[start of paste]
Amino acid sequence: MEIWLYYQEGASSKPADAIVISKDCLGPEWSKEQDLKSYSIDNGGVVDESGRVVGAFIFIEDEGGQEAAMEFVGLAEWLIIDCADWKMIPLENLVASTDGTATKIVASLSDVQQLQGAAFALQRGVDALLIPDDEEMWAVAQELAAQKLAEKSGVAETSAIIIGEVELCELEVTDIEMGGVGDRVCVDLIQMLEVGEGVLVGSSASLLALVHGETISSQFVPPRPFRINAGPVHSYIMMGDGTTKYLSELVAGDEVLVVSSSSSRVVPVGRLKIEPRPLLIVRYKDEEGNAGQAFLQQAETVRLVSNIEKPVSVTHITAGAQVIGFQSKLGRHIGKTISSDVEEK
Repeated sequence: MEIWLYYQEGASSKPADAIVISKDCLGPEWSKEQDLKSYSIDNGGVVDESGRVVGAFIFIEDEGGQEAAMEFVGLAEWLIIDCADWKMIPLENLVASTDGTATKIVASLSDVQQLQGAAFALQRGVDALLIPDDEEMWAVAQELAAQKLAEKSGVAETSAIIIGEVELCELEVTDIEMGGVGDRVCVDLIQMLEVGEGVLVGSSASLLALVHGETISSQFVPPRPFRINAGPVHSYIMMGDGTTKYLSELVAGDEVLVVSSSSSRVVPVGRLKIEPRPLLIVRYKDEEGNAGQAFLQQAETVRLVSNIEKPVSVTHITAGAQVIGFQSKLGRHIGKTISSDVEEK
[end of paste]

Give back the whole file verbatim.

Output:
Amino acid sequence: MEIWLYYQEGASSKPADAIVISKDCLGPEWSKEQDLKSYSIDNGGVVDESGRVVGAFIFIEDEGGQEAAMEFVGLAEWLIIDCADWKMIPLENLVASTDGTATKIVASLSDVQQLQGAAFALQRGVDALLIPDDEEMWAVAQELAAQKLAEKSGVAETSAIIIGEVELCELEVTDIEMGGVGDRVCVDLIQMLEVGEGVLVGSSASLLALVHGETISSQFVPPRPFRINAGPVHSYIMMGDGTTKYLSELVAGDEVLVVSSSSSRVVPVGRLKIEPRPLLIVRYKDEEGNAGQAFLQQAETVRLVSNIEKPVSVTHITAGAQVIGFQSKLGRHIGKTISSDVEEK
Repeated sequence: MEIWLYYQEGASSKPADAIVISKDCLGPEWSKEQDLKSYSIDNGGVVDESGRVVGAFIFIEDEGGQEAAMEFVGLAEWLIIDCADWKMIPLENLVASTDGTATKIVASLSDVQQLQGAAFALQRGVDALLIPDDEEMWAVAQELAAQKLAEKSGVAETSAIIIGEVELCELEVTDIEMGGVGDRVCVDLIQMLEVGEGVLVGSSASLLALVHGETISSQFVPPRPFRINAGPVHSYIMMGDGTTKYLSELVAGDEVLVVSSSSSRVVPVGRLKIEPRPLLIVRYKDEEGNAGQAFLQQAETVRLVSNIEKPVSVTHITAGAQVIGFQSKLGRHIGKTISSDVEEK